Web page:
“Further Truancy Would Result In Charges”: Mom Has Had It With Truant Son Finding Ways To Skip School, Ensures He Never Does So Again
Teenage rebellion is a natural part of growing up. However, for parents, it’s often a difficult and stressful time. Reddit user u/HelpIHateTexas shared a story on the subreddit r/pettyrevenge about her 16-year-old son that perfectly illustrates this.
The boy started skipping school. It got to a point that no matter what the mom did, he found a way to get out of classes. Worried that he was putting his future at risk, she turned to a police officer she knew for help.
This mom couldn’t get her teenage son to stop skipping classes
Image credits: cottonbro studio (not the actual photo)
So she asked a police officer she knew to play a trick on him
Image credits: Martin Jernberg (not the actual photo)
Image source: HelpIHateTexas
We got in touch with u/HelpIHateTexas and she was kind enough to give more information on her son’s troublesome time.
“My relationship with my son was very good,” the mom told Bored Panda. “As long as he made good grades, communicated his whereabouts, stayed out of trouble with the law, did not do hard drugs and/or alcohol, and practiced safe sex, I let him make his own decisions. This particular instance broke the ‘stay out of trouble with the law’ rule, so I had to act, for both of our benefits!”
When asked about her son’s academic performance, u/HelpIHateTexas said, “In general I had to ‘chase’ J to make him keep up with his academic responsibilities. He made it to graduation but not without a fair amount of nagging. School just wasn’t a priority for him.”
u/HelpIHateTexas also added that “college and university are not for everyone, and I knew pretty early he was not an academic-oriented child. That was OK, but I at least wanted him to finish high school so he had options.”
The post highlights just how seriously some states take school attendance
Image credits: Dids (not the actual photo)
Schools take truancy seriously, as excessive absences negatively impact a child’s ability to be a successful student. Data from The Department of Education shows that kids who miss a lot of classes are more likely to fall behind in reading skills, and have a higher drop-out rate than their peers who attend them.
Additionally, public schools in some states like California and Texas receive state and federal funding based on their daily attendance, so they’re heavily motivated in getting students to come in every single day.
Under the “compulsory education” laws in Texas, all children must attend school from the time they’re 6 (or are enrolled in first grade) until they turn 19. There are exceptions, and some students may leave school early if they meet the Texas requirements for dropping out at age 17 or 18.
Although the state has decriminalized its treatment of truants, some parents could still face criminal penalties for not making their children go to school.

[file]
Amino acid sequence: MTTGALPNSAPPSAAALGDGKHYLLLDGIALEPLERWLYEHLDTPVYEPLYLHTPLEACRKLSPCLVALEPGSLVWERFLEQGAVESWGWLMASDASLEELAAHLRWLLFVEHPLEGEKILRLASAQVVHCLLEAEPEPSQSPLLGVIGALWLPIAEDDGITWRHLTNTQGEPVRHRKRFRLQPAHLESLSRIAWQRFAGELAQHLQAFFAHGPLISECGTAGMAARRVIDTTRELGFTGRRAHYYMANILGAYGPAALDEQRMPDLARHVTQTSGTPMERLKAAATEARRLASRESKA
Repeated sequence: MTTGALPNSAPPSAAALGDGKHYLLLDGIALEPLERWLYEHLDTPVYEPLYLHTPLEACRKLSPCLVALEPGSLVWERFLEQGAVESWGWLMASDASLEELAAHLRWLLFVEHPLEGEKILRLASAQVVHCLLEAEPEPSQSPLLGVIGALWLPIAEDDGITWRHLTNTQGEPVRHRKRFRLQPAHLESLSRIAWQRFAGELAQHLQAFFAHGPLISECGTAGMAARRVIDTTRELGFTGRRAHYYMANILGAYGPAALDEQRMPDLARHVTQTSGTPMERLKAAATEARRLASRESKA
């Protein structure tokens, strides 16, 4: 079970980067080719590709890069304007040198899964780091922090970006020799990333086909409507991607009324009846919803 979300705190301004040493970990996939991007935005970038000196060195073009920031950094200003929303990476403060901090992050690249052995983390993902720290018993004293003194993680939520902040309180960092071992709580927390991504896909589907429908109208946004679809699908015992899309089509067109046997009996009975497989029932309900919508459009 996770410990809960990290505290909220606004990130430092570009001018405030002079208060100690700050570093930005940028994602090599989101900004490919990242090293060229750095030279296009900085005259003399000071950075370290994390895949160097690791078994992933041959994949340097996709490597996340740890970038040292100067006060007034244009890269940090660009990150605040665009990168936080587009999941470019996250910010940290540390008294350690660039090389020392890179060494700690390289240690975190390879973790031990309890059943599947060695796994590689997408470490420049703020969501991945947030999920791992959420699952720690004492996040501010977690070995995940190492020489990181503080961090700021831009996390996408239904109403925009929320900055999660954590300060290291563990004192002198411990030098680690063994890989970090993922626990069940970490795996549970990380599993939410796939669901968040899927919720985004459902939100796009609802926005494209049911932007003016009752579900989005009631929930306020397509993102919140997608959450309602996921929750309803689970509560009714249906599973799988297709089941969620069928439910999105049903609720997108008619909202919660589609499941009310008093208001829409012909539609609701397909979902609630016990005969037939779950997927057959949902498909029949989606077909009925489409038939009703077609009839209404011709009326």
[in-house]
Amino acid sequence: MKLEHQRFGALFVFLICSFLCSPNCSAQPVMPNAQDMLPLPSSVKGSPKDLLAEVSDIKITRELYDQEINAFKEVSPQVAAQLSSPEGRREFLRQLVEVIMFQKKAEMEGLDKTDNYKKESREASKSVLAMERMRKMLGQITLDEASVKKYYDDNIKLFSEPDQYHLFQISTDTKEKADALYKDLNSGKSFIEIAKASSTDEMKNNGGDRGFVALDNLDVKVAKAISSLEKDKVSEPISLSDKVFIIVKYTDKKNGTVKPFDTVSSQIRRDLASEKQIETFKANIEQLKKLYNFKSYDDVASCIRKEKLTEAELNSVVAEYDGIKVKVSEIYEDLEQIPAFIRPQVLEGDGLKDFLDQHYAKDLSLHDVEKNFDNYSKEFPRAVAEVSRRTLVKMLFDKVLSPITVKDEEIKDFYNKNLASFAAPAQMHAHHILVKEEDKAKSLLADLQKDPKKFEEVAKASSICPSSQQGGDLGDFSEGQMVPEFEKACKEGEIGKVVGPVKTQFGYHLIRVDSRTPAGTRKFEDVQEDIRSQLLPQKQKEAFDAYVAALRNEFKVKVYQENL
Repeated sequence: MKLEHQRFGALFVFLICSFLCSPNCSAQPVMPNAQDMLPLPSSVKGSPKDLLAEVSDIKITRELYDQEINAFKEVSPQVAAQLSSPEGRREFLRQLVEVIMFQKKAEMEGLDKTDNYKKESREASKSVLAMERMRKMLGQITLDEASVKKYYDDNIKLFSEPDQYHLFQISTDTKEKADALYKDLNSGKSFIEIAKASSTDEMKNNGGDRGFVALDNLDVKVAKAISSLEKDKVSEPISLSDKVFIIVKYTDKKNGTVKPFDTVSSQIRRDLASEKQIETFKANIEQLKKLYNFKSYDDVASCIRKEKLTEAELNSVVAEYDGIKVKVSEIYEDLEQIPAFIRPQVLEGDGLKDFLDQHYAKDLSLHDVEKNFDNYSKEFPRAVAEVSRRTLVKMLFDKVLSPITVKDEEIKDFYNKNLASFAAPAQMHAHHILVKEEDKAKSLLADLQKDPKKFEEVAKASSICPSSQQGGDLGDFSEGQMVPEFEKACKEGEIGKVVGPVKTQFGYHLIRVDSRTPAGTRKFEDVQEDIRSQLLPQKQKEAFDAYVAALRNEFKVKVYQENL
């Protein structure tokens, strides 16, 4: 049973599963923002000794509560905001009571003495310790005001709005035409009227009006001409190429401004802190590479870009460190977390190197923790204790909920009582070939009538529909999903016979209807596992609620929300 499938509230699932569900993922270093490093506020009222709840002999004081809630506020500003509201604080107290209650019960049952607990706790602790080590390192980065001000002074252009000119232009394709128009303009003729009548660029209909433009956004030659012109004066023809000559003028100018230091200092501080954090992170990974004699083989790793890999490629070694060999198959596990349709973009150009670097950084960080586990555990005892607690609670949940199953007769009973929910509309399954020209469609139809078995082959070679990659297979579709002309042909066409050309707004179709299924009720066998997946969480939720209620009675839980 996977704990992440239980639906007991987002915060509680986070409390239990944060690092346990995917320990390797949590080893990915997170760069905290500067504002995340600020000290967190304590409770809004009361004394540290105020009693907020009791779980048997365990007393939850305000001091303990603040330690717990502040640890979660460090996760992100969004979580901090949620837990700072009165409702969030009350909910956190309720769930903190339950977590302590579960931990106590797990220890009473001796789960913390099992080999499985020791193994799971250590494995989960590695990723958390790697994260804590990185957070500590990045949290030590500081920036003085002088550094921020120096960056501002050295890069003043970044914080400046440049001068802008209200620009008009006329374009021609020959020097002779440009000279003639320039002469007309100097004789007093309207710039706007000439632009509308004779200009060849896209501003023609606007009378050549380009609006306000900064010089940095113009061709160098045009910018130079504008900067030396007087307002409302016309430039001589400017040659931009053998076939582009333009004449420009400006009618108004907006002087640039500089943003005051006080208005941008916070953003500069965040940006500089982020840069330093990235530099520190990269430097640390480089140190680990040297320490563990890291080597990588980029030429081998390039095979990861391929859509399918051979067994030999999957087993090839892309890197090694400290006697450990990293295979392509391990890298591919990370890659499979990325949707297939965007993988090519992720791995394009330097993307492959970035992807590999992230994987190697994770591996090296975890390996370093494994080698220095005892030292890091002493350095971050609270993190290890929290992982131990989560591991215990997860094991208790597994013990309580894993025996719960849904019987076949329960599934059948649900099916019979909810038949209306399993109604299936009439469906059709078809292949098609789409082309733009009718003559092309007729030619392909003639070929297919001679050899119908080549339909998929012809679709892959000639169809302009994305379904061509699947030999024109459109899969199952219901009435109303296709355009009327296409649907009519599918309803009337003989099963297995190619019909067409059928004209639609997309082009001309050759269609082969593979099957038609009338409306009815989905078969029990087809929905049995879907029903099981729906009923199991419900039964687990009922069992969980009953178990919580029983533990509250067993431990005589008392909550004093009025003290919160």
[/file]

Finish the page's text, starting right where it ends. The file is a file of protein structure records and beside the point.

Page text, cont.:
In Texas, parents can, in fact, face harsh repercussions if their children routinely skip classes
Image credits: EKATERINA BOLOVTSOVA (not the actual photo)
In 2015, Texas changed the way it deals with truant students. Instead of sending them to juvenile court, the state now has a multistage process focused on addressing the underlying causes of attendance programs. When a student has three or more unexcused absences in a six-month period during the same school year, the district will either:
- refer the student to counseling, mediation, or other services; or
- require the student and parents to follow a behavior improvement plan.
If those prevention measures fail and students rack up 10 or more absences in 6 months, schools will refer them to truancy court unless those absences resulted from pregnancy, homelessness, being in foster care, or being the main bread-earners in their families. Although truancy isn’t a crime, this civil court may order the truants to take “remedial” steps, such as:
- attending school regularly;
- attending a tutorial program or a high school equivalency prep course;
- performing community service;
- attending a special program that provides training or help with things like substance abuse, counseling, or job skills.
Truancy courts may order the parents of frequently absent students to do certain things too, including participate in counseling, take special classes, or perform community service.
If parents disobey those orders, they could be charged with contempt and face fines, up to 3 years in jail, and/or community service. Parents could also face misdemeanor charges if they were criminally negligent by not forcing their kids to go to school.
Although her methods were unusual, it sounds like this mom successfully managed to get her teen to change his ways, and they both avoided any further trouble.
“There were a lot of replies suggesting I failed as a parent because I did not include information on the many discussions my son and I had about why he didn’t want to go to school,” u/HelpIHateTexas added. “Of course, we had those discussions! There was no bullying and no trauma. It basically boiled down to him having a bad sleep schedule. He was a ‘night owl’ and even when I grounded him from games and TV, he stayed up all night. This made him want to stay home and sleep all day!”
Despite some negative responses on Reddit, she stands by the decision to stage the arrest, saying, “No other ‘battle plan’ would have worked as quickly and thoroughly as the arrest I staged. The change in his attendance was immediate and we had way less angst in our morning routine. I don’t regret handling it how I did at all.”